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Deal gives new life to two R&D money programs

The U.S. House of Representatives and the Senate agreed to reauthorize two key federal initiatives that provide government research and development funds to small businesses, resolving a three-year battle over their future, according to several reports, including this one in the New York Times, this one in the Washington Post, this one at BloombergBusinessWeek, and this one at Entrepreneur.com.

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The two initiatives -- the Small Business Innovation Research (SBIR) program and the Small Business Technology Transfer (SBTT) program -- require government agencies to set aside a portion of their annual research budgets to small businesses aiming to create and commercialize technology innovations that benefit federal agencies, according to the reports.

Last year, the SBIR distributed about $2.5-billion, while the STTR distributed about $193-million, according to Entrepreneur.

The programs have been successful for more than three decades, but were set to expire at the end of this week. The new compromise deal between the House and Senate will both extend and expand the programs.

Among the changes, the programs will be continued for six years, allow greater participation among small businesses majority-owned by ventural capital firms, which had been a point of contention, and provide more funds, by boosting the allocation requirements.





























Commercial lending to Canadian small businesses up: report

Commercial lending to small and medium sized businesses in Canada rose in the third quarter, according to PayNet Inc.'s Canadian Business Lending Index, Reuters reports.

The index, which tracks bank and non-bank lending to thousands of small and mid-sized companies, rose 6 per cent from the second quarter and 13 per cent year over year, according to the Reuters report, marking the first quarter of year-over-year double-digit growth since early 2008 and the biggest quarterly jump since the start of 2007.

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"There's some underlying strength here that's not being reported elsewhere," PayNet president and founder William Phelan was quoted as saying. "It's not showing up in the sentiment indices, it's not showing up in the stock market but it is showing up in this very large portion of the GDP for the Canadian economy."

Entrepreneur ranks top franchise opportunities

Entrepreneur magazine has published its annual list of the top franchising opportunities. Topping the list for the second year was Hampton Hotels, followed by Subway, 7-Eleven, Servpro and Days Inn.

While the list focuses on U.S.-based franchises, it also lists North American companies seeking international franchisees, includes information about business in Canada, and, according to how the list was put together, also included Canadian companies. Have a closer look to see where Canada fits in and what opportunities might be open to Canadians.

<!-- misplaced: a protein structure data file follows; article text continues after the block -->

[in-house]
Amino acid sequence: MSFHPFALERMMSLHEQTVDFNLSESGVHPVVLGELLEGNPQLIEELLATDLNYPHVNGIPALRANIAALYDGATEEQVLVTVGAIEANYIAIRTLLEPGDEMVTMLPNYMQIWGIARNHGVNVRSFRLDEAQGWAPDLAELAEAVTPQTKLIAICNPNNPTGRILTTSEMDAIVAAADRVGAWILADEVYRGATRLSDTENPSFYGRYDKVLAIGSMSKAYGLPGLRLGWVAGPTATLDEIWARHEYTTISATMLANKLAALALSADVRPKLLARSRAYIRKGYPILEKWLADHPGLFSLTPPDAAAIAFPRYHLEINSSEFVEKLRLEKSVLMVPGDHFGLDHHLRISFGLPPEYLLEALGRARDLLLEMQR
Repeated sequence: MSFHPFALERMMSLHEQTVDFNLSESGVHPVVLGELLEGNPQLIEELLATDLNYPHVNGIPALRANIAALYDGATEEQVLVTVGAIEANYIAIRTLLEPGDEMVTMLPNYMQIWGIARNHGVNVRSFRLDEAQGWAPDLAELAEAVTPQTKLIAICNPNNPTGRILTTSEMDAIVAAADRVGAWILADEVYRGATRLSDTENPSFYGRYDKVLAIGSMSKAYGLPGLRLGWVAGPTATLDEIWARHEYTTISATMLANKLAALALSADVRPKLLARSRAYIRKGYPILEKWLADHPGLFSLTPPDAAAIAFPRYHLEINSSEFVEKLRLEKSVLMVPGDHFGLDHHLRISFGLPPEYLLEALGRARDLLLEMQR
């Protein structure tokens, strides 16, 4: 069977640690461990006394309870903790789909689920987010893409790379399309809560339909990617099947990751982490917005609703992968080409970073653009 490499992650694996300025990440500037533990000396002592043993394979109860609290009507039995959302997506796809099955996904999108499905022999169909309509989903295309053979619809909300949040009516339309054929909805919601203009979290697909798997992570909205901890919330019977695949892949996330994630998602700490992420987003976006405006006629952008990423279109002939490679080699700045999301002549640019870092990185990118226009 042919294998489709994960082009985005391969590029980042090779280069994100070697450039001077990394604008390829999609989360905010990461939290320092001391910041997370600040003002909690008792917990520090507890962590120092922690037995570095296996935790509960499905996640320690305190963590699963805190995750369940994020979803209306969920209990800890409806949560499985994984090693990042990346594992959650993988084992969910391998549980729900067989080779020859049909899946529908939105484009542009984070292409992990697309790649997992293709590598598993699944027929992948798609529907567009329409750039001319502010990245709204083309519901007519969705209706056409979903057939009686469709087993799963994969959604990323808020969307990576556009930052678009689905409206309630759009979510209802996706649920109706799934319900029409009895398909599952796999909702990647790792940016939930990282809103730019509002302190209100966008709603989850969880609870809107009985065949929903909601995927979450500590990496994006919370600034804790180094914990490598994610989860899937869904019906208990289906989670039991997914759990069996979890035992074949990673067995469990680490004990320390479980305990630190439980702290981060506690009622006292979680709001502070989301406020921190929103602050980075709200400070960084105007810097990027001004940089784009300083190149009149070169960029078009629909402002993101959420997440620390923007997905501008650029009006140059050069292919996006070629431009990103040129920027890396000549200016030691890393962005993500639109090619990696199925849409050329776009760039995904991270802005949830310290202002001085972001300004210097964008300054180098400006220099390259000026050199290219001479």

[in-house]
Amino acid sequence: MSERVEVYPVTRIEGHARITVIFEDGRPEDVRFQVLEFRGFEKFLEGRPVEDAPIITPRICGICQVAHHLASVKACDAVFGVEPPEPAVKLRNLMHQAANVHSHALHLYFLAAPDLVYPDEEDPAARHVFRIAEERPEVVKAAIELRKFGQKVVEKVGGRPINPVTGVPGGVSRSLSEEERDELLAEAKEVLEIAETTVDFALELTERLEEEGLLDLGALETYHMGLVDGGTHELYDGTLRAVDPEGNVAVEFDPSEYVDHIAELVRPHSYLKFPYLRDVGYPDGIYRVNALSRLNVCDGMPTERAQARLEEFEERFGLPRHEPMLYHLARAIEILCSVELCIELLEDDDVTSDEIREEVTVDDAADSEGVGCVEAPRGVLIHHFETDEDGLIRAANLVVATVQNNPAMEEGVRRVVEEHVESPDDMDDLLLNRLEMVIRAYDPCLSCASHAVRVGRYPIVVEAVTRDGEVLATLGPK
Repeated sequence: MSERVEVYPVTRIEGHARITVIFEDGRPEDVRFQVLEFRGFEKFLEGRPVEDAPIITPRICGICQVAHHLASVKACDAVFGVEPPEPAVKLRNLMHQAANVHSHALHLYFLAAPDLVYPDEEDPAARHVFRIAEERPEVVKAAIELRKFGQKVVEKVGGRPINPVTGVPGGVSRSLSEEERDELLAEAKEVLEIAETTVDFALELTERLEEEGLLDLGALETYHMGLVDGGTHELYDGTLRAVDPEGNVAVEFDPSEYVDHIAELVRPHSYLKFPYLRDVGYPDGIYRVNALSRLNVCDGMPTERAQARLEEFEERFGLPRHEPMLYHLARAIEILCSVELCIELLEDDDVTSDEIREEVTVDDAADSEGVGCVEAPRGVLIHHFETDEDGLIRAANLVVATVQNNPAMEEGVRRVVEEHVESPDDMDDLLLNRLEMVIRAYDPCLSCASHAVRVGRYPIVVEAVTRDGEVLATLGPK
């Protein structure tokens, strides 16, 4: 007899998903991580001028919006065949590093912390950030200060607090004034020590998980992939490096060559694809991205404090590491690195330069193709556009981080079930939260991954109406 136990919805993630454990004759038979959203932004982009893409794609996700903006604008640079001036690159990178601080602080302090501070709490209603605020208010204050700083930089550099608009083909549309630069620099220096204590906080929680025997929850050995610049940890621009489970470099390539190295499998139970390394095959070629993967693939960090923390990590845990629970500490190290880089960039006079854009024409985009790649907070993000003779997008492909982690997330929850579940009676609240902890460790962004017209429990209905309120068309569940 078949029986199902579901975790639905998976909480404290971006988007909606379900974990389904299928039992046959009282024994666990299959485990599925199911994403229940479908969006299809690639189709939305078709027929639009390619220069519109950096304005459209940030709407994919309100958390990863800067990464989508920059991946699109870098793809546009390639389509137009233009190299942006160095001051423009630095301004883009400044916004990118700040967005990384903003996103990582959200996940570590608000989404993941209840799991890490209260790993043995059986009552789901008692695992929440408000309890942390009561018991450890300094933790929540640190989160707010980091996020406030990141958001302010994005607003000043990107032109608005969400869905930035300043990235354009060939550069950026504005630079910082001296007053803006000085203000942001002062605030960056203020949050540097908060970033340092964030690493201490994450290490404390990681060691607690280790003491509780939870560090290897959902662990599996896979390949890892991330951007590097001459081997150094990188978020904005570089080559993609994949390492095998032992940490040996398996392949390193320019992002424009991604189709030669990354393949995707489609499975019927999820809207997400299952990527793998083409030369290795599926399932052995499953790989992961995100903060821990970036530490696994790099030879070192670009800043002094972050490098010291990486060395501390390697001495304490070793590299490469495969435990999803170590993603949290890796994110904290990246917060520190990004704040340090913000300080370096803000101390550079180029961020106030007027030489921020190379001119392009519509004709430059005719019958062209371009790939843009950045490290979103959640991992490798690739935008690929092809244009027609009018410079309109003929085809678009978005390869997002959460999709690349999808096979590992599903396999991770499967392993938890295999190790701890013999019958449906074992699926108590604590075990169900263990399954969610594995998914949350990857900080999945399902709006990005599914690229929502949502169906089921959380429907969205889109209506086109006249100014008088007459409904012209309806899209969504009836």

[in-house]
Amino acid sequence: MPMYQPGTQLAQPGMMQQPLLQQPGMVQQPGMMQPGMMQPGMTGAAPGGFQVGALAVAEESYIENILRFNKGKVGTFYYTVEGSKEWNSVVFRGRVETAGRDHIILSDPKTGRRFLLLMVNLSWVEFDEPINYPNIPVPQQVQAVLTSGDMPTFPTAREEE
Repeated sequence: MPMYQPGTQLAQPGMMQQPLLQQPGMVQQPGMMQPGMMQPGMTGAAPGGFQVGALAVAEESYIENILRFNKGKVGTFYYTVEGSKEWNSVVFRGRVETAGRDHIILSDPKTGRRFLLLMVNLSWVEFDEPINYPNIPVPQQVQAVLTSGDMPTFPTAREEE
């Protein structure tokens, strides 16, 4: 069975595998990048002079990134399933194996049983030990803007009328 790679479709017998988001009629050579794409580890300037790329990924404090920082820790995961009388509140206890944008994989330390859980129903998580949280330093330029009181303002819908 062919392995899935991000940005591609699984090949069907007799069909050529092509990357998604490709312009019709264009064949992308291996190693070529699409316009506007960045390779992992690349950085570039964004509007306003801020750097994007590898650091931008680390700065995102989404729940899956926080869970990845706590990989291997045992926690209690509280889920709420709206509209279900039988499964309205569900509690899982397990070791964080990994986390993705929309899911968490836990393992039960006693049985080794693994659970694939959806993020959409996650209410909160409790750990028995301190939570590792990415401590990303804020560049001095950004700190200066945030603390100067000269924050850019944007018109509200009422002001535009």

EVENTS AND KEY DATES

Venture London business competition

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Pitch a business plan to Venture London, a business competition to foster entrepreneurship in the city, with $50,000 in cash and prizes up for grabs. The deadline for business plan subission is Feb. 9, 2012; winners will be announced in April. For more information, click here.

Google fellowship

Applications are now open for the Google Policy Fellowship program, which offers an opportunity to students with a passion for techology to spend next summer diving into Internet policy. Fellows will work at public interest organizations at the forefront of debate on the subject; participating organizations are in a range of places, including Ottawa and Toronto. Fellows will receive a $7,500 stipend for 10 weeks of work next summer. For more details, click here.

Sprout Up meet-up

Sprout Up, a monthly event for entrepreneurs "to gather and mind-meld" in a variety of cities holds its next event in Toronto on Jan. 31. Guest speaker will be serial entrepreneur Dan Martell. For more information, click here.

EDITOR'S PICKS FROM REPORT ON SMALL BUSINESS

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12 craft brewers shaking up the industry

Meet the new generation of brewers whose daring flavours and surging sales are shaking up the industry.

FROM THE ROSB ARCHIVES

Dealers or franchisees: how to choose

Dealerships aren't a new concept but the model often takes a back seat to franchising, a more popular way of expanding a business, wrote Bryan Borzykowski, in a July story. Have a look back to compare the expansion strategies.

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